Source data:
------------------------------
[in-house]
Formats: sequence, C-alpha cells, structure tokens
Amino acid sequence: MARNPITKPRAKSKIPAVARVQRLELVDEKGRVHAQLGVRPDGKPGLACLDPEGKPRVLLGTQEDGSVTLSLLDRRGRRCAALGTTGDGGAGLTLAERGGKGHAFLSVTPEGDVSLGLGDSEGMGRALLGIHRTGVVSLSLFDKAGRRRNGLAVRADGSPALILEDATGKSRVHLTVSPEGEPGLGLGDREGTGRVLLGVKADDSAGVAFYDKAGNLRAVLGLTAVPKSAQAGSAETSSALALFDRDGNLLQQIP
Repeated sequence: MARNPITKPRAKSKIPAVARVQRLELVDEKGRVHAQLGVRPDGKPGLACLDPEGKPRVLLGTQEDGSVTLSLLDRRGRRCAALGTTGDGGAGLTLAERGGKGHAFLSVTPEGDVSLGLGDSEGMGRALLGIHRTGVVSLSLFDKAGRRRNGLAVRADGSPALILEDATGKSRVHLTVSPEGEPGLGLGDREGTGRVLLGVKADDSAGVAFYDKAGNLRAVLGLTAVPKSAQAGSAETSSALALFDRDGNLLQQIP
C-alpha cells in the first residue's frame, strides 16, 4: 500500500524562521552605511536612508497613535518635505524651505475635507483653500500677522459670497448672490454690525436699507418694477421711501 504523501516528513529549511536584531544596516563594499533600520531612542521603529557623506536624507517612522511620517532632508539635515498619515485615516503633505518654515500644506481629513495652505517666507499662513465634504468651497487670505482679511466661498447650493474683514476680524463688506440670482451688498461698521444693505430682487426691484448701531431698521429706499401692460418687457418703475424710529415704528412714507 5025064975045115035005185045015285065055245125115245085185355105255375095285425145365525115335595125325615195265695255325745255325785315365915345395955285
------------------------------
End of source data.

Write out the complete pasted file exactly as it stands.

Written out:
[in-house]
Formats: sequence, C-alpha cells, structure tokens
Amino acid sequence: MARNPITKPRAKSKIPAVARVQRLELVDEKGRVHAQLGVRPDGKPGLACLDPEGKPRVLLGTQEDGSVTLSLLDRRGRRCAALGTTGDGGAGLTLAERGGKGHAFLSVTPEGDVSLGLGDSEGMGRALLGIHRTGVVSLSLFDKAGRRRNGLAVRADGSPALILEDATGKSRVHLTVSPEGEPGLGLGDREGTGRVLLGVKADDSAGVAFYDKAGNLRAVLGLTAVPKSAQAGSAETSSALALFDRDGNLLQQIP
Repeated sequence: MARNPITKPRAKSKIPAVARVQRLELVDEKGRVHAQLGVRPDGKPGLACLDPEGKPRVLLGTQEDGSVTLSLLDRRGRRCAALGTTGDGGAGLTLAERGGKGHAFLSVTPEGDVSLGLGDSEGMGRALLGIHRTGVVSLSLFDKAGRRRNGLAVRADGSPALILEDATGKSRVHLTVSPEGEPGLGLGDREGTGRVLLGVKADDSAGVAFYDKAGNLRAVLGLTAVPKSAQAGSAETSSALALFDRDGNLLQQIP
C-alpha cells in the first residue's frame, strides 16, 4: 500500500524562521552605511536612508497613535518635505524651505475635507483653500500677522459670497448672490454690525436699507418694477421711501 504523501516528513529549511536584531544596516563594499533600520531612542521603529557623506536624507517612522511620517532632508539635515498619515485615516503633505518654515500644506481629513495652505517666507499662513465634504468651497487670505482679511466661498447650493474683514476680524463688506440670482451688498461698521444693505430682487426691484448701531431698521429706499401692460418687457418703475424710529415704528412714507 5025064975045115035005185045015285065055245125115245085185355105255375095285425145365525115335595125325615195265695255325745255325785315365915345395955285